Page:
I was wondering if your experience with writing radio plays informed your process?
Yeah, maybe, because I did almost three years in a radio documentary school, and those were the best years of my life, because I had to learn everything: how to cut, and Pro Tools, and to really learn to interview. That school changed a lot for me. Because I had writer's block. It was 13 years between my first book and my second. But in that school, you were constantly working with others, and it took my writer's block away, because it wasn't that dangerous to do something. It didn’t have to be so good. I did a radio documentary: I Could Be the President of the United States. It was about my first contact with bipolar disorder. I interviewed the doctors, my friends, my mother, and it taught me a great deal about writing. The whole school was about narrative. I don't do radio much now, and I miss it. I really miss it.
You touched on bipolar disorder—I was struck when reading your earlier book, The Helios Saga, by your depiction of psychiatric hospitals. Bipolar disorder, which is very present in Welcome to America, and other kinds of mental illnesses are so often invisible and misunderstood. I was moved to see you take it on and explore it from within.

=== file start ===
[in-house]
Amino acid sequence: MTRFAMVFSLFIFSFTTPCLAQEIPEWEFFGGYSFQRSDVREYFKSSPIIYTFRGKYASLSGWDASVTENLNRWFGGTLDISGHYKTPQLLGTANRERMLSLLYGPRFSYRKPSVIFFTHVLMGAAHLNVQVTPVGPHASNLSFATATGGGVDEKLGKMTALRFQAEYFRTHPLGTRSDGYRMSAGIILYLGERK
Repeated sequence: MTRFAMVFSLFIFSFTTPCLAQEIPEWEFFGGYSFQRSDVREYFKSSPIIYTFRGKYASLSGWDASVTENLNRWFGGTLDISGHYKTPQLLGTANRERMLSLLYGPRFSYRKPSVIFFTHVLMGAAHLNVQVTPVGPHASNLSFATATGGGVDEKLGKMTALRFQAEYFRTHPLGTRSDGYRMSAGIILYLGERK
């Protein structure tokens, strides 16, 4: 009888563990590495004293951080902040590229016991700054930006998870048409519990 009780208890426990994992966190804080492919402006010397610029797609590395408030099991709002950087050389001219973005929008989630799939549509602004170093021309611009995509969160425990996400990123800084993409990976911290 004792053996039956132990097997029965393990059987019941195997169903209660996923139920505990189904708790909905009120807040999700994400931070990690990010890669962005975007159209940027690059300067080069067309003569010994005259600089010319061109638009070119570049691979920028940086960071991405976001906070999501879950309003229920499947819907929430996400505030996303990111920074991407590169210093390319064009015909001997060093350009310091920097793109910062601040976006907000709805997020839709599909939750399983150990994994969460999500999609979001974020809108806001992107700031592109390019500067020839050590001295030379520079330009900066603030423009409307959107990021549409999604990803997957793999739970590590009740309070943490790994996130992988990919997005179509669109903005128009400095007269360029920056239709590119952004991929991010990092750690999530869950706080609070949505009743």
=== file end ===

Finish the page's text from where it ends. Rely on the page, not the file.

It became very natural for me, because I lived it with my father being many different persons. And I was never ashamed of him. Mental illness has been in my blood since I was a baby. I had to write about my father, absolutely. And now I'm a little bit critical of myself because I didn’t write about him when everything was fine. But it's not in the story.
But there are little moments of his in the novel that are very beautiful.
I'm glad you said that.
Welcome to America and The Helios Disaster are similar in some ways. They both deal with mental illness; they both have a religious backdrop. Dd you find yourself consciously making connections between those two books? Or thinking of them as totally separate projects?